Here’s a question: What major site in Jerusalem can a visitor see without wasting daylight but that still requires men to wear a hat?
(Okay, so you could wear a yarmulke instead of a hat. And really, most men remove the hat after ten minutes anyway.)
Answer: The Western Wall tunnel. Our group absolutely loved walking through this place! We toured the tunnel after the sun went down.
When you say the words “Western Wall,” most folks think of the Western Wall plaza, the place where bar- and bat-mitzvahs regularly occur and where soldiers are inducted. It’s the spot where ultra- and orthodox Jews come to pray—as well as many tourists—and the place of national prayer gatherings. It’s Judaism’s most sacred site.
Solomon built the original temple, and the Babylonians destroyed it in 586 BC. After the Jews’ return from exile, Zerubbabel helped rebuild the temple. Herod the Great greatly expanded it in the first century BC—though the construction continued into the first century—decades after Herod’s death. The stones visible in the tunnel tour date from Herod’s time and represent the western section of the massive retaining wall that supported the base of the Second Temple. But these treasures weren’t always visible.
Nineteenth century scholars struggled to understand the dimensions of the Western Wall. Between 1864 and 1870, British explorers Charles Wilson and Charles Warren discovered the area just north of today’s prayer plaza; an arch and a gate were named after each of them, respectively. Wilson’s Arch looms twenty-five feet above the ground—though the original height was closer to seventy-five feet. The arch covers a large room where Jewish men can study and pray beside the Western Wall.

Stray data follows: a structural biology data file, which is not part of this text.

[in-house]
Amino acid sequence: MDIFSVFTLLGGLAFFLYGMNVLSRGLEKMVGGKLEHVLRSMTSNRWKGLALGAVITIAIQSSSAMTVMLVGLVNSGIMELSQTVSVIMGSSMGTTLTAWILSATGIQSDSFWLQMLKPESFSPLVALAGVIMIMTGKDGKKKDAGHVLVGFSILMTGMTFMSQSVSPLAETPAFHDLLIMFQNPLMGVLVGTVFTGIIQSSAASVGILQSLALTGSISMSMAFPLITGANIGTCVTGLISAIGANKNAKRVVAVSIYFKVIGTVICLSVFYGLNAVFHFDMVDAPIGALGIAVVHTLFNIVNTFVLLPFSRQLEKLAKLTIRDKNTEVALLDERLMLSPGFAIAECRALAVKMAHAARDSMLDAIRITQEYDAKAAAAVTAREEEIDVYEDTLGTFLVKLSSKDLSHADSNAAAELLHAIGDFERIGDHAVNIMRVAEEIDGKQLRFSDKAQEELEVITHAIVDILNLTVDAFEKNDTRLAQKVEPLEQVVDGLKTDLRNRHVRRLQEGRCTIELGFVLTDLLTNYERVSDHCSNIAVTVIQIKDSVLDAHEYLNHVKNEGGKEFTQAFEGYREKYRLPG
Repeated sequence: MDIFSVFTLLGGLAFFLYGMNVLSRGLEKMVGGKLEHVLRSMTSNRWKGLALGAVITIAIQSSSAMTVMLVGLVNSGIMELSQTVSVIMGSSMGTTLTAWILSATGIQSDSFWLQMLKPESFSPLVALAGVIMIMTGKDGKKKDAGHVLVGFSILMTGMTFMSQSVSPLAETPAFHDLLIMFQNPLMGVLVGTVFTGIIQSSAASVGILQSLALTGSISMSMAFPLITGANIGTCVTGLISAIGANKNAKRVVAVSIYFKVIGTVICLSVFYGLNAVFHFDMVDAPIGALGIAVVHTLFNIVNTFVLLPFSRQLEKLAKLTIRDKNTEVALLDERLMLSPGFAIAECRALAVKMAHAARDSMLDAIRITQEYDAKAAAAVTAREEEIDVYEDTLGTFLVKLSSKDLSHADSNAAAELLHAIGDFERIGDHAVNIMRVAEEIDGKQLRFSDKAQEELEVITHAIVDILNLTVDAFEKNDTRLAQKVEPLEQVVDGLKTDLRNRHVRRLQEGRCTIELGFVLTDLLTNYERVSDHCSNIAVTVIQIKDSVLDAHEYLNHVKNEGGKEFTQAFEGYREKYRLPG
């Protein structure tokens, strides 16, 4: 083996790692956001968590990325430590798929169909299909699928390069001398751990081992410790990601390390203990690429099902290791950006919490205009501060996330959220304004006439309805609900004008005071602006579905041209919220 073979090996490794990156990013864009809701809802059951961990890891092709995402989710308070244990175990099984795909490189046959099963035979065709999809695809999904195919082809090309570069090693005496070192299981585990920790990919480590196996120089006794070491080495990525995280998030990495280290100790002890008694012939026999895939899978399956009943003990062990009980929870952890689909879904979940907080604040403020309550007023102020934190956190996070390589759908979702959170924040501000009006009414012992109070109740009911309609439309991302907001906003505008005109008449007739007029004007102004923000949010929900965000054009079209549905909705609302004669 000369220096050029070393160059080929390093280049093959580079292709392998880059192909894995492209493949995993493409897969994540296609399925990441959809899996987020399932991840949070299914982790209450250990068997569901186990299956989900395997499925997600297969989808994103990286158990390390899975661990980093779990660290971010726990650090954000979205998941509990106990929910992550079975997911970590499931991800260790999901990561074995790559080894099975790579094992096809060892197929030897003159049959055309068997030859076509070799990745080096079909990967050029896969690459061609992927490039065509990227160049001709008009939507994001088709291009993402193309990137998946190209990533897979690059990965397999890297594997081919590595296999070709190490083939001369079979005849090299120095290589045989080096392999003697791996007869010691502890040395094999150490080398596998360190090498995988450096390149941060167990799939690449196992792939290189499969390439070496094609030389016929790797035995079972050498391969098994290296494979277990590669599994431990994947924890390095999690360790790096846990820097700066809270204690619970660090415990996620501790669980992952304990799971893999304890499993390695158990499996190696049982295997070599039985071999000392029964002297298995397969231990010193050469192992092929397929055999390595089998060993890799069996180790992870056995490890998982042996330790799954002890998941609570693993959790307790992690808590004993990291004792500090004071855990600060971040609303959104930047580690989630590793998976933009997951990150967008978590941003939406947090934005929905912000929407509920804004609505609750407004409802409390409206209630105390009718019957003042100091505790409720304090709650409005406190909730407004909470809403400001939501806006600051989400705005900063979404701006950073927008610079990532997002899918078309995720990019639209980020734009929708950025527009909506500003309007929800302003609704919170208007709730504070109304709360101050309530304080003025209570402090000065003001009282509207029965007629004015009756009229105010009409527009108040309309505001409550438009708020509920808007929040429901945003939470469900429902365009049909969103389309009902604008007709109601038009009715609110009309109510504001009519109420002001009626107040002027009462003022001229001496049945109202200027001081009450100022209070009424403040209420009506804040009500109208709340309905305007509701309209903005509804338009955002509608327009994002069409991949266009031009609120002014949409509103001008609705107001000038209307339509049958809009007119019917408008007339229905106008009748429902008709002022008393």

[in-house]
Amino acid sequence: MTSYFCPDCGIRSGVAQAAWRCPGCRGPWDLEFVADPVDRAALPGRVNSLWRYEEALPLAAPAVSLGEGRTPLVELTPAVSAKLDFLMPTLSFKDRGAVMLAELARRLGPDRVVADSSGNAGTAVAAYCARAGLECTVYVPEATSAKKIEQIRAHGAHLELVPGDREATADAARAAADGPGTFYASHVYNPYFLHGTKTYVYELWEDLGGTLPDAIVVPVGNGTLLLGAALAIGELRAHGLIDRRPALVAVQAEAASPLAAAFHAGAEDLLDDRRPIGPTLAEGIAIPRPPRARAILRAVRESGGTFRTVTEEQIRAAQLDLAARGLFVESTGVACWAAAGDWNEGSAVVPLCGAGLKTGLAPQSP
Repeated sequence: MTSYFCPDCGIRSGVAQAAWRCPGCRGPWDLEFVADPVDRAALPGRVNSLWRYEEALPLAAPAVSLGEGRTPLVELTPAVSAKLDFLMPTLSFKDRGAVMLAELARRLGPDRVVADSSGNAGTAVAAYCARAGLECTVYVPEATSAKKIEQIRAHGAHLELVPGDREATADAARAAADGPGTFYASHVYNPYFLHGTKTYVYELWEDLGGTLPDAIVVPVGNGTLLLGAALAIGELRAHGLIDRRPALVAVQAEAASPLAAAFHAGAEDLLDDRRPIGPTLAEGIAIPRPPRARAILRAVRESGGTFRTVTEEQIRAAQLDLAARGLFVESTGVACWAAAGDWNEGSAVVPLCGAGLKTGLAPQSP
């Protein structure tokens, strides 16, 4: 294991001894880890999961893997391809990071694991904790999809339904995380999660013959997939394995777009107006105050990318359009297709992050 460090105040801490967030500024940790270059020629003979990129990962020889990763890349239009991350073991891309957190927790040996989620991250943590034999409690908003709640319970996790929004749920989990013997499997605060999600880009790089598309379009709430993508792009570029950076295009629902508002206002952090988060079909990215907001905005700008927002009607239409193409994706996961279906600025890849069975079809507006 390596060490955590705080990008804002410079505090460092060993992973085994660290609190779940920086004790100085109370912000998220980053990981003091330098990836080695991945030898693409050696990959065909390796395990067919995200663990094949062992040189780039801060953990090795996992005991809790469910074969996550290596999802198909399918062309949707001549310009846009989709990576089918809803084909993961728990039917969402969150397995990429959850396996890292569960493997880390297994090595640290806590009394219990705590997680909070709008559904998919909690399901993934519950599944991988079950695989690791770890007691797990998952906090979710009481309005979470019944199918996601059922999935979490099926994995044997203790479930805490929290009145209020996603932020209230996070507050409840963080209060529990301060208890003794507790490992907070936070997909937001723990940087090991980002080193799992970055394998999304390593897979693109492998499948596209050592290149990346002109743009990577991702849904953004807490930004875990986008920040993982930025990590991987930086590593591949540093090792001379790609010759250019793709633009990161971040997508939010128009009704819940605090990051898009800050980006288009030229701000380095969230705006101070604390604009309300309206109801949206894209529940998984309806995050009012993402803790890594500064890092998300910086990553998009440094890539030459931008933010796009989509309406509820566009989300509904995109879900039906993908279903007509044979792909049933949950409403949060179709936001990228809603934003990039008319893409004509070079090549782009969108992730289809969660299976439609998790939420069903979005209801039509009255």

As our group made its way in the Tunnel Tour, along the full length of the Wall—a total of 1500 feet—we observed bits of archaeology from the first century. Descending some steps we came to a massive stone that represents part of the “master course” of stones. One of these stones measures forty-four feet long, ten feet high, and more than twelve feet deep. Weighing in at 570 tons, it remains the largest of its kind in the Middle East. Every first-timer’s jaw drops when he or she sees it. Mine still drops.
A brief video presentation explained how first-century workers maneuvered the massive stones into place through a system of pulleys. Simply a marvel of engineering.
Traveling parallel with the Western Wall, hands rubbed the stones that bore Herod’s signature relief along its edges. Plexiglas flooring allowed us a peek at the aqueduct that ran underground, with the ceiling of the tunnel now high above us. The tour dead-ended at the Strouthian Pool, beneath the site of the Antonia Fortress. The pool’s name means “lark,” because, like the tiny bird, the pool(s) represented the smallest public pools in Jerusalem at that time.
I can’t imagine a better use of time after the sun goes down.